- The common form of travel in those days was by caravan, especially with long trips. Such a mode was far safer in case of accident or injury or possible attack by bandits, as well as being more enjoyable. With a census like this involving as many people as it did, a caravan going to Bethlehem would not be hard to find or join. Caravans would travel about 20 miles in a day, and the distance between Nazareth and Bethlehem (80 miles) would translate into a 4-day journey.
- As stated in above answer, normally it would take about 4 days to travel from Nazareth to Bethlehem. However, Mary (nearing her pregnancy term and riding a donkey) would require more than 4 days for fear of miscarriage. So perhaps a week (or more) would have been needed. (bullet points came from wiki )
8 And there were shepherds living out in the fields nearby, keeping watch over their flocks at night. 9 An angel of the Lord appeared to them, and the glory of the Lord shone around them, and they were terrified. 10 But the angel said to them, “Do not be afraid. I bring you good news that will cause great joy for all the people. 11 Today in the town of David a Savior has been born to you; he is the Messiah, the Lord. 12 This will be a sign to you: You will find a baby wrapped in cloths and lying in a manger.”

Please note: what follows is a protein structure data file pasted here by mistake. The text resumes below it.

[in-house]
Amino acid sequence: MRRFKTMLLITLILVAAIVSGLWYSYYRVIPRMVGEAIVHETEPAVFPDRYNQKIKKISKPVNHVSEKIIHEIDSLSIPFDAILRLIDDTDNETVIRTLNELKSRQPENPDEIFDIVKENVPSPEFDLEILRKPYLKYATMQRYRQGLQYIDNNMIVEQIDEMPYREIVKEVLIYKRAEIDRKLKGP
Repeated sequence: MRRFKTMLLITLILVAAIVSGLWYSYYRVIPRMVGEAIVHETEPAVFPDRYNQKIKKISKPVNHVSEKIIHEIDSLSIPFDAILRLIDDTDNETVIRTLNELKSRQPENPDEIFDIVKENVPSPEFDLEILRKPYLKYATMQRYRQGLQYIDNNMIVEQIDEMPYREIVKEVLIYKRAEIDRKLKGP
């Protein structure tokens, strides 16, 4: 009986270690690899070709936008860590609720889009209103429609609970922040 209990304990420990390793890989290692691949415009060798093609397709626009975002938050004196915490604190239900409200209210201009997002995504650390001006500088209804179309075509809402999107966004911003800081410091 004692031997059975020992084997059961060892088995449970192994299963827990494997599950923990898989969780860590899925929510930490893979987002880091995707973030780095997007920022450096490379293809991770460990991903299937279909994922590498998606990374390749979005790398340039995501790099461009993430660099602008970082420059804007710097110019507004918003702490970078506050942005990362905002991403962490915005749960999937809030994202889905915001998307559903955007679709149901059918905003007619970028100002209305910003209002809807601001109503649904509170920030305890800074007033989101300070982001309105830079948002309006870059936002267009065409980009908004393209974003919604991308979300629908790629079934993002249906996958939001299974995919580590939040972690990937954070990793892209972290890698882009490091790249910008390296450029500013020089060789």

Manger–that little word gave information to the birth of Jesus. They were not going to find him in the “inns”. He was in a manger–many believe a cave because many people kept their animals in caves. The area is full of caves. Jesus is wrapped in swadding clothes–rags (they did not have a diaper or baby blankets). The “manger” that we think of is the feeding troth.
13 Suddenly a great company of the heavenly host appeared with the angel, praising God and saying,